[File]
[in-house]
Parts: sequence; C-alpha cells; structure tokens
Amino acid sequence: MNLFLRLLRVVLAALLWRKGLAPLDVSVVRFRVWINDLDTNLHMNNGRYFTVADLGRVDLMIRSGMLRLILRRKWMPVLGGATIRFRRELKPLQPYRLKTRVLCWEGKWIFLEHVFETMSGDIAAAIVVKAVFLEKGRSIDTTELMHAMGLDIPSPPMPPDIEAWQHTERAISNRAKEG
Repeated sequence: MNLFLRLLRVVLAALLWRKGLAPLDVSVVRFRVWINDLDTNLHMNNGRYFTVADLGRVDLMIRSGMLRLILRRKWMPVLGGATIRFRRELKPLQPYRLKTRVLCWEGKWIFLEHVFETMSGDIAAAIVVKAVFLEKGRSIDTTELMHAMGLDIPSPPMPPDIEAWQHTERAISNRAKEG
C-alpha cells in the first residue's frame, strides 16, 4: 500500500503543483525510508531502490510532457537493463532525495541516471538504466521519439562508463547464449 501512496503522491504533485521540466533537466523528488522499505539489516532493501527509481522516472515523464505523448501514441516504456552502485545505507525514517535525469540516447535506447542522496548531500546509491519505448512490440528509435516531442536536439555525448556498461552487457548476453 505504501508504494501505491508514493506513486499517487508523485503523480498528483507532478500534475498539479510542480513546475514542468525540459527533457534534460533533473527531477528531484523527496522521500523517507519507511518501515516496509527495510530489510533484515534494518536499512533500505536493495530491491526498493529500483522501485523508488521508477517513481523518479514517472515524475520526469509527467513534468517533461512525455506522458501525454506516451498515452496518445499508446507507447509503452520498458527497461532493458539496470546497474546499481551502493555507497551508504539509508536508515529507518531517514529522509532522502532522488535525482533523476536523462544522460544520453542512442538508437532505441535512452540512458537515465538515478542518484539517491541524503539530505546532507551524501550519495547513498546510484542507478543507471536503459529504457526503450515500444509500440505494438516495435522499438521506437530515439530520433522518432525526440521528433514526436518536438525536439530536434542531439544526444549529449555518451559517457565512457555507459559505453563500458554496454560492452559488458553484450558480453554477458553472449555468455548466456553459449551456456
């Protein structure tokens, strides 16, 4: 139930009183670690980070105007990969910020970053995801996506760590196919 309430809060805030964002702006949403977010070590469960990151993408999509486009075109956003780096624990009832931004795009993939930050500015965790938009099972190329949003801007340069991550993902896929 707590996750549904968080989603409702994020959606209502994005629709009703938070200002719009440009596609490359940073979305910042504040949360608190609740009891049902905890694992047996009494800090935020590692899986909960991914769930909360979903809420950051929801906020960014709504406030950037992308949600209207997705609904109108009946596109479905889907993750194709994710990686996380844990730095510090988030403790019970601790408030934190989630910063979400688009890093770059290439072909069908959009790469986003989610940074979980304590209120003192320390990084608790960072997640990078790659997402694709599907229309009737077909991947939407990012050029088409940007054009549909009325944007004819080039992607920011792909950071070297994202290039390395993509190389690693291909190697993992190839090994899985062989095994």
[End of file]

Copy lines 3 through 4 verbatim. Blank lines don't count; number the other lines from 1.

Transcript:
Amino acid sequence: MNLFLRLLRVVLAALLWRKGLAPLDVSVVRFRVWINDLDTNLHMNNGRYFTVADLGRVDLMIRSGMLRLILRRKWMPVLGGATIRFRRELKPLQPYRLKTRVLCWEGKWIFLEHVFETMSGDIAAAIVVKAVFLEKGRSIDTTELMHAMGLDIPSPPMPPDIEAWQHTERAISNRAKEG
Repeated sequence: MNLFLRLLRVVLAALLWRKGLAPLDVSVVRFRVWINDLDTNLHMNNGRYFTVADLGRVDLMIRSGMLRLILRRKWMPVLGGATIRFRRELKPLQPYRLKTRVLCWEGKWIFLEHVFETMSGDIAAAIVVKAVFLEKGRSIDTTELMHAMGLDIPSPPMPPDIEAWQHTERAISNRAKEG